Yahoo's Book Scanning Effort Not Quite What It Seems
from the well,-not-quite dept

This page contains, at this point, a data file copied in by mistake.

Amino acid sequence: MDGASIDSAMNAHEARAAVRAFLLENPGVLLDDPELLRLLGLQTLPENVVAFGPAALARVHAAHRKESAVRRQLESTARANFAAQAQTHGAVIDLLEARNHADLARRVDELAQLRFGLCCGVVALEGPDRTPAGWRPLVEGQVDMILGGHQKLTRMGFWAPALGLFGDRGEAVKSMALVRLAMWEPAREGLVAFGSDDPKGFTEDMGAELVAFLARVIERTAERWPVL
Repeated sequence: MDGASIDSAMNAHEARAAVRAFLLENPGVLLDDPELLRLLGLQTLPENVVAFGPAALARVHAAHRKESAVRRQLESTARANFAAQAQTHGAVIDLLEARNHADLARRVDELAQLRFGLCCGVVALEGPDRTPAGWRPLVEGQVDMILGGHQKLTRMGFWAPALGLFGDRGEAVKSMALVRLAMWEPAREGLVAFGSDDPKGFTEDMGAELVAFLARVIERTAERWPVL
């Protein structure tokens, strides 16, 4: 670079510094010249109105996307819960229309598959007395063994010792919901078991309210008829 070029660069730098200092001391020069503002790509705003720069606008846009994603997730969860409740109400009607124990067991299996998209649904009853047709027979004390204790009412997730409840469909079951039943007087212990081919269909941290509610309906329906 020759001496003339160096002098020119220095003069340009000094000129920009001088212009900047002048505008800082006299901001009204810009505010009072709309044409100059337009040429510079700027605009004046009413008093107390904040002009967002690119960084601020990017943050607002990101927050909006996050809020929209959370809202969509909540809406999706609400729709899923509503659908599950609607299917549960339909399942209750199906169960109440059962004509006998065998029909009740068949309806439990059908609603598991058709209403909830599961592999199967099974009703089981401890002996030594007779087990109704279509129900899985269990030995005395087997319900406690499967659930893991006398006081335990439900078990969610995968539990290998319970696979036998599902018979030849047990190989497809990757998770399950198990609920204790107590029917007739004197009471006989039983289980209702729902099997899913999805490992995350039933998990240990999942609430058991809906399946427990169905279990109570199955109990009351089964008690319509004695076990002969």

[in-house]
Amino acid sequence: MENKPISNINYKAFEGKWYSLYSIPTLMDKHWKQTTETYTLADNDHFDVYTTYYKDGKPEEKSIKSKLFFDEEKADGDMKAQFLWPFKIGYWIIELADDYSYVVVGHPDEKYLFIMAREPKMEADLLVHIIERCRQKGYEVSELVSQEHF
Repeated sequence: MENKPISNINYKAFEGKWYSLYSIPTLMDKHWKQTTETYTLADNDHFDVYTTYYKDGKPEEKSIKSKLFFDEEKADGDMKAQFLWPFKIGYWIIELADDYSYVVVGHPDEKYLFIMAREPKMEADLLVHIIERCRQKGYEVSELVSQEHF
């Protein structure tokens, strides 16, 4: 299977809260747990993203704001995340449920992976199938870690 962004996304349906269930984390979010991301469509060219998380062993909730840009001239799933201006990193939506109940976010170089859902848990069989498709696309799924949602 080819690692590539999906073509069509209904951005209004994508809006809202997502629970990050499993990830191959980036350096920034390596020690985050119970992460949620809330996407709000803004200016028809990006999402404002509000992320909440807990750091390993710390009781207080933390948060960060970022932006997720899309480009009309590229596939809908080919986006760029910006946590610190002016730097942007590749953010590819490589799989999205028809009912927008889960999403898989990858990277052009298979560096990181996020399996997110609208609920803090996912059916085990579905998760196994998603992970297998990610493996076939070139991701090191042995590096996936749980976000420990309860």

Google has been getting a ton of attention lately for its effort to scan as many books as they can and make them searchable online. Most of the attention has been on the disputes with various publishers and authors over whether or not this is legal. So, along comes Yahoo to announce that they, too, are getting into the book scanning business and you might expect similar fights. Except... Yahoo's book scanning project isn't at all what it seems. First, Yahoo's involvement seems fairly small compared to others involved. The content will be hosted by the Internet Archive and will be accessible to all search engines, should they choose to search it. However, much more important is that to avoid the various legal questions, they're only scanning books in the public domain, which (thanks to continued copyright extension) is a pretty small percentage of what's out there (and what's interesting to read). Other publishers/authors can "opt-in," but very few are likely to do so. I'm reminded of an old episode of the (now sadly, long gone) TV show Sports Night, where one of the characters has to pay a fine for singing Happy Birthday on the air. He then insists he will only sing songs in the public domain in the future, and begins making up a list which is both tiny and unique for mostly being terrible. "Yo-Ho-Ho and a Bottle of Rum" indeed. While it's a nice project, it comes off more like Yahoo's reactive response to Google's project... but where they don't have the guts to stand up to authors and publishers to explain why getting the books online is a good thing.